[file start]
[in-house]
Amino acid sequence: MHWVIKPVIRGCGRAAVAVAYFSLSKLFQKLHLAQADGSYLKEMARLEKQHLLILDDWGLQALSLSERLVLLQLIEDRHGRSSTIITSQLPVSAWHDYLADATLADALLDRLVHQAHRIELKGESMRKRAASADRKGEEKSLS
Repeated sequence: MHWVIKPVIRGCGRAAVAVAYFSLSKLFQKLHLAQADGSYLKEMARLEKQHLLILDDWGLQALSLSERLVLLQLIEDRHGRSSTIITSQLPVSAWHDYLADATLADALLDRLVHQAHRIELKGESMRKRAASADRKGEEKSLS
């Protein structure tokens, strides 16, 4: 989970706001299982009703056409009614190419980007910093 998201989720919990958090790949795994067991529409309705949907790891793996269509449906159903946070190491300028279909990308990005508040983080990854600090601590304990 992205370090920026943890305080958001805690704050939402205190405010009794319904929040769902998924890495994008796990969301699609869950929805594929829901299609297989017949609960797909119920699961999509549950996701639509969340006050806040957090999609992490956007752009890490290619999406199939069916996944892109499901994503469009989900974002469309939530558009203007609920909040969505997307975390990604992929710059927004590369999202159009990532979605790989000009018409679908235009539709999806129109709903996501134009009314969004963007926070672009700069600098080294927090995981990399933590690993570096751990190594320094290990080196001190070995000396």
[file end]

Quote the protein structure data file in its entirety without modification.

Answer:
[in-house]
Amino acid sequence: MHWVIKPVIRGCGRAAVAVAYFSLSKLFQKLHLAQADGSYLKEMARLEKQHLLILDDWGLQALSLSERLVLLQLIEDRHGRSSTIITSQLPVSAWHDYLADATLADALLDRLVHQAHRIELKGESMRKRAASADRKGEEKSLS
Repeated sequence: MHWVIKPVIRGCGRAAVAVAYFSLSKLFQKLHLAQADGSYLKEMARLEKQHLLILDDWGLQALSLSERLVLLQLIEDRHGRSSTIITSQLPVSAWHDYLADATLADALLDRLVHQAHRIELKGESMRKRAASADRKGEEKSLS
């Protein structure tokens, strides 16, 4: 989970706001299982009703056409009614190419980007910093 998201989720919990958090790949795994067991529409309705949907790891793996269509449906159903946070190491300028279909990308990005508040983080990854600090601590304990 992205370090920026943890305080958001805690704050939402205190405010009794319904929040769902998924890495994008796990969301699609869950929805594929829901299609297989017949609960797909119920699961999509549950996701639509969340006050806040957090999609992490956007752009890490290619999406199939069916996944892109499901994503469009989900974002469309939530558009203007609920909040969505997307975390990604992929710059927004590369999202159009990532979605790989000009018409679908235009539709999806129109709903996501134009009314969004963007926070672009700069600098080294927090995981990399933590690993570096751990190594320094290990080196001190070995000396």